A. Permanent uncleanness uniquely characterizes the dietary laws. The type of uncleanness of the unclean animals is permanent, and thus natural, hereditary, non-cultic, and universal, while the other kind is acquired, temporary, and ritual/ceremonial. An unclean animal is born unclean and dies unclean. This uncleanness means that an unclean animal is not fit for human consumption. This definition is evident in Leviticus 11:47, in which unclean equals uneatable; and clean, edible: “‘“You must distinguish between the unclean and the clean, between living creatures that may be eaten and those that may not be eaten.”’”
        B. Impurity of living unclean animals is not contagious. There are five sources of uncleanness: carcasses, corpses, various skin diseases, mildew, and sexual discharges—blood or semen. No living unclean animal, however, belongs to this category of the “fathers” of uncleanness because they cannot cause uncleanness, transmit its impurity, or pollute someone or something. The fact that natural uncleanness is nontransferable indicates that it is of a different nature from that of ritual/cultic impurity.
        C. Touching or carrying a living unclean animal does not result in exclusion from social or religious activities such as visiting the temple or worshiping in the sanctuary. One could ride a donkey or caress a dog, and then enter the temple without any hindrance to worship God.
        D. There is no provision for making unclean animals clean. It is impossible to cleanse or cure this uncleanness. There is no purification rite capable of making an unclean animal clean. Cooking, slaughtering, or even the time element cannot change it.
        E. There is no punishment for disobedience against these food prescriptions, no penalty for the actual eating of the meat of an unclean animal. This does not mean, however, that these dietary laws are taken lightly. They belong to the category of sins that were not atoned by rituals in the sanctuary, such as the moral offenses of murder, marital unfaithfulness, or idolatry.7
        F. The dietary laws are not related to the Old Testament earthly sanctuary services or to the visible presence of the Lord (so-called resident Shekinah) among God’s people. No cultic ceremony is prescribed when transgression of these dietary laws occurs, in contrast to other kinds of uncleanness.
        G. A comparison between Leviticus 11 and Deuteronomy 14 demonstrates that the repetition and abbreviation of the dietary code in Deuteronomy 14 is free from ceremonial or ritual regulations connected with the sanctuary, i.e., holy space.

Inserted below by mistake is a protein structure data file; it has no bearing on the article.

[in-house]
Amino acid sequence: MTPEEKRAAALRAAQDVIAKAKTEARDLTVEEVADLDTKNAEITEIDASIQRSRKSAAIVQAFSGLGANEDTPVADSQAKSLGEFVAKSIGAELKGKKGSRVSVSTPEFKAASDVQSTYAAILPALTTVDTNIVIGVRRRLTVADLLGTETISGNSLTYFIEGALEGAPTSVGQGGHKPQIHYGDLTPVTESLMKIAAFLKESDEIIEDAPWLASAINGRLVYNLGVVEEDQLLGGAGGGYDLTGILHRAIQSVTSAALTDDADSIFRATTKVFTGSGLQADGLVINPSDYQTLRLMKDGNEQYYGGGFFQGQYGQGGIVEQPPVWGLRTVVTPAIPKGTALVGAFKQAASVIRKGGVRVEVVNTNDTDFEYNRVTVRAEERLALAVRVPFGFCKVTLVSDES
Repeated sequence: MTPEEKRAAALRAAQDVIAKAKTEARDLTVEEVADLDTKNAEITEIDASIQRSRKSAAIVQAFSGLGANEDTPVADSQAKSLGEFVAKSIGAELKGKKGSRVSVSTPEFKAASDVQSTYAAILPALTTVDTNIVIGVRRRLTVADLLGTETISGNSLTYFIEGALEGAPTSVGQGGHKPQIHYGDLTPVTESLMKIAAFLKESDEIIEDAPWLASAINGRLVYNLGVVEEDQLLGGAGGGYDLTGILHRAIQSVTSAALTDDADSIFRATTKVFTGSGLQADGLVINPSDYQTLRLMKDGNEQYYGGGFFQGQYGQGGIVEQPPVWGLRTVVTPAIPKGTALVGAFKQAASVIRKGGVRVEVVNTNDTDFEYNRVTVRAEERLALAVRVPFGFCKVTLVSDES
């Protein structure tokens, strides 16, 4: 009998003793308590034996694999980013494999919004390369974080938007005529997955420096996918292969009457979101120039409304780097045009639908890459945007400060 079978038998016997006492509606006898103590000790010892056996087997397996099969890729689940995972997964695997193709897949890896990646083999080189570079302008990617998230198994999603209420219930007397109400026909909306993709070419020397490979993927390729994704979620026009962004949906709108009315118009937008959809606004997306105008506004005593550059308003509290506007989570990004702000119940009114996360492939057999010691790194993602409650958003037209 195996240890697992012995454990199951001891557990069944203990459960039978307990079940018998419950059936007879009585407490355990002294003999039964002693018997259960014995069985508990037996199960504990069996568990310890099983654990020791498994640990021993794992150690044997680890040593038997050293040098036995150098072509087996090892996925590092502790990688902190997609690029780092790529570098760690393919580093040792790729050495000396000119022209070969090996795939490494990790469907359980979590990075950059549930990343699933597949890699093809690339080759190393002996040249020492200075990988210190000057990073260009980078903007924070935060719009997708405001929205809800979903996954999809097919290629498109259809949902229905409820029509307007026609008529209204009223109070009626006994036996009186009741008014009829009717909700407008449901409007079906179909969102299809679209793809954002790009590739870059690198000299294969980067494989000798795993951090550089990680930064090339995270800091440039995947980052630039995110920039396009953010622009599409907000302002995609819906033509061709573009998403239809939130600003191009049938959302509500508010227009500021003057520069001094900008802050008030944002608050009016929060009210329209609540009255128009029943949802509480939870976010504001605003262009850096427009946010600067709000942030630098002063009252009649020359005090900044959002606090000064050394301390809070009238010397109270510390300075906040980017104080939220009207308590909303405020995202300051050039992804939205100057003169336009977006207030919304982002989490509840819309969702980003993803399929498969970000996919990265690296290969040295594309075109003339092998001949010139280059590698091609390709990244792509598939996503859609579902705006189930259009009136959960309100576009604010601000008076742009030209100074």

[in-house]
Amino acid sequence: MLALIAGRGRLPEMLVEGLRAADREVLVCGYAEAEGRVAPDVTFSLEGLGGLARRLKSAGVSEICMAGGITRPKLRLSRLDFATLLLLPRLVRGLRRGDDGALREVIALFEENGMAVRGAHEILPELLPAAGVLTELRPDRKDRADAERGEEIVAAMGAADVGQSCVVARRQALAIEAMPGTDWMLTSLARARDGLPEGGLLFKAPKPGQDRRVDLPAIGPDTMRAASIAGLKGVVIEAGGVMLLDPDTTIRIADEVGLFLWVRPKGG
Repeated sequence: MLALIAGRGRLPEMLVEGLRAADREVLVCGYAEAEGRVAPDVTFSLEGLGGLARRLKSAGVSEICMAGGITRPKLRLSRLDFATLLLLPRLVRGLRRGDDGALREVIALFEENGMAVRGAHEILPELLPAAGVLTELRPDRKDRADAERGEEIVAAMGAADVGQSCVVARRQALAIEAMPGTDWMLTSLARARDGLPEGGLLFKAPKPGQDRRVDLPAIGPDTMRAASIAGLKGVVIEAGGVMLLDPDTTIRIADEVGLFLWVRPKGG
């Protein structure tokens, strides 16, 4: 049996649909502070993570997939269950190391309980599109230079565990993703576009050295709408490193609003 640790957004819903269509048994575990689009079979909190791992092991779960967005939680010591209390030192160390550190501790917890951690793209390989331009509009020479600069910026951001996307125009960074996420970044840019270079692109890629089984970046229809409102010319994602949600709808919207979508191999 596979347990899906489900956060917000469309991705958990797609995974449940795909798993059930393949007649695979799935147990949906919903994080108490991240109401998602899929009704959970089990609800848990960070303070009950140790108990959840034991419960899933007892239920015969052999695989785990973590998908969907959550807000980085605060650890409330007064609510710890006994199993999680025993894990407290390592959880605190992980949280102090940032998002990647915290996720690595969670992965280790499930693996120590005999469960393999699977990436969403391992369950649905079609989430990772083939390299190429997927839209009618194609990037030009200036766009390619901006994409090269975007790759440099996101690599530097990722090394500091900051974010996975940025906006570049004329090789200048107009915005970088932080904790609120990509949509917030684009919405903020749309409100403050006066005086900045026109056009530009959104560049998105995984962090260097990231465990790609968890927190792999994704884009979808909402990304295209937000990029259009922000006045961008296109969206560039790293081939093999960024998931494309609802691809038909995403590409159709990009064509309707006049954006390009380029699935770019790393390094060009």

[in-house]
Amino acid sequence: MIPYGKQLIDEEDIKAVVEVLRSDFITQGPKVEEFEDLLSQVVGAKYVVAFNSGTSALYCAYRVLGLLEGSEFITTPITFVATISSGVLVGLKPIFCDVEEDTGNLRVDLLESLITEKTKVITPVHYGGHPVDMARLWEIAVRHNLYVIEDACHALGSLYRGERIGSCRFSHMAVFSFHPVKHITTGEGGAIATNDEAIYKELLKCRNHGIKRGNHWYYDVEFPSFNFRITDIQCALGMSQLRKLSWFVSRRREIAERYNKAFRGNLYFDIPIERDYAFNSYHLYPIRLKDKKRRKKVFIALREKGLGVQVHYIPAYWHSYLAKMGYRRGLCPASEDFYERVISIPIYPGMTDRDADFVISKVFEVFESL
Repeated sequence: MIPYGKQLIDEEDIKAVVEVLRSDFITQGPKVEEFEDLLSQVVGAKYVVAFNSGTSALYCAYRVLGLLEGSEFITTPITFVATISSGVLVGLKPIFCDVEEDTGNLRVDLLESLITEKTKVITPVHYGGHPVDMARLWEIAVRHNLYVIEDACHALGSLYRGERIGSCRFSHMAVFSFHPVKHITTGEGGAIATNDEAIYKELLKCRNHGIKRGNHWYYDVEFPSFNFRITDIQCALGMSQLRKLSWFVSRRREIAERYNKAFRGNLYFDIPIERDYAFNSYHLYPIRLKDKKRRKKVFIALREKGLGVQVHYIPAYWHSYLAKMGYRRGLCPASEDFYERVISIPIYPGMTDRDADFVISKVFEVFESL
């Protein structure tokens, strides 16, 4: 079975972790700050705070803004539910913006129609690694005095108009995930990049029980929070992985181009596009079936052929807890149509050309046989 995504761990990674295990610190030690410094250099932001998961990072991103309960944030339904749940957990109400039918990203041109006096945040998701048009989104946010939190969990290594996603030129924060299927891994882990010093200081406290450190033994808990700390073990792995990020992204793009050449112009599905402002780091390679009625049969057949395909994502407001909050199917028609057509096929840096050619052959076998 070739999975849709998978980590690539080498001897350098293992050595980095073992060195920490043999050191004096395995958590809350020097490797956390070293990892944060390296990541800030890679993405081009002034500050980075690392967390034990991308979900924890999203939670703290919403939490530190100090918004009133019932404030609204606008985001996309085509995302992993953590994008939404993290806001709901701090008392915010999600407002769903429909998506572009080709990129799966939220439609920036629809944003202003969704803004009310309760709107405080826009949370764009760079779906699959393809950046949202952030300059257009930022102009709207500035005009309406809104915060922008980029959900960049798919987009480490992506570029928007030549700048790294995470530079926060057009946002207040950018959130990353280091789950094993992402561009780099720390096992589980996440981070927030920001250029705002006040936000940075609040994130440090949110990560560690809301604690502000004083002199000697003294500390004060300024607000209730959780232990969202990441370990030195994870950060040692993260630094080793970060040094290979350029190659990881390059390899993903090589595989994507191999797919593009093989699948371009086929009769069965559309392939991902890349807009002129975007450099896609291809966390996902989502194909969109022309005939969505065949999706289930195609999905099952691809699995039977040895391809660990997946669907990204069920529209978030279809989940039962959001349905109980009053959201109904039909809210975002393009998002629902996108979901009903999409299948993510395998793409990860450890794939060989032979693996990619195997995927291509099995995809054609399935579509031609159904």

H. The origin of the dietary laws is presented in the Pentateuch as being much older than laws related to other kinds of uncleanness; they are pre-Mosaic. The distinction between clean and unclean animals was known in the antediluvian world in connection with Noah’s flood (Gen. 7:2, 3) which is strong evidence that they form an integral part of universal law, and thus should form an integral part of the laws given to Adam in the Garden of Eden.
        I. The Pentateuchal dietary regulations are applicable to the “sojourner/alien.” From the whole corpus of uncleanness of Leviticus 11–15, only these laws are applicable to the “alien sojourner” via the law of hunting, which was binding on the Israelites as well as on aliens (Lev. 17:13). Thus the universality of the dietary code is stressed.
        This comparison of different kinds of uncleanness in the Pentateuch clearly demonstrate that choosing the uncleanness of certain animals and rejecting that of others is not an arbitrary choice, because this impurity is of a different category.
3. Call to Holiness
        The call to holiness, the dominant theme in the Book of Leviticus, contains a strong emphasis and admonition for Christians in the New Testament writings. The imitatio Dei is an ongoing demand. It is significant that Peter’s reason for being holy (1 Peter 1:15, 16) is substantiated by the text derived from the passage dealing with the Mosaic dietary laws (Lev. 11:44–45).
4. Abomination Practices
        The close connection between dietary prohibitions, warning against idolatry, and prohibition of all immoral sexual behavior (all three activities are called “abomination”) is a strong indication that this triune ordinance has to find continuity in the New Testament era. The moral aspect of the dietary law plays a crucial role in the Old Testament (Lev. 11:44, 45; Deut. 14:3; Eze. 33:25, 26).
5. Prohibition of Blood Consumption
        In our culture of consumerism, it is important to cultivate respect for life. The Pentateuchal dietary regulations include this ethical dimension by stressing the prohibition of blood consumption in seven passages in the Pentateuch: Genesis 9:4; Leviticus 3:17; 7:26, 27; 17:10–14; 19:26; Deuteronomy 12:16, 23–25; 15:23. The prohibition of blood is explicitly given as a command after the Flood (Gen. 9:4) when God gives a new creation order and for the first time allows humans to eat the flesh of living creatures.
        The prohibition of eating blood in Leviticus 11 is further implied by two factors: (1) eating blood is forbidden in the larger context (Lev. 7:26, 27; 17:10–14), where it is mentioned in connection to eating clean meat; and (2) clean animals that are permitted for human consumption are not primarily carnivorous, thus the command of not eating blood is applied to the eating behavior of animals as well. It is true that some unclean animals also do not eat blood. To identify an animal as clean solely because it is herbivorous is insufficient, even though this characteristic is significant. There are additional specific characteristics for recognizing clean animals and distinguishing them from the unclean ones.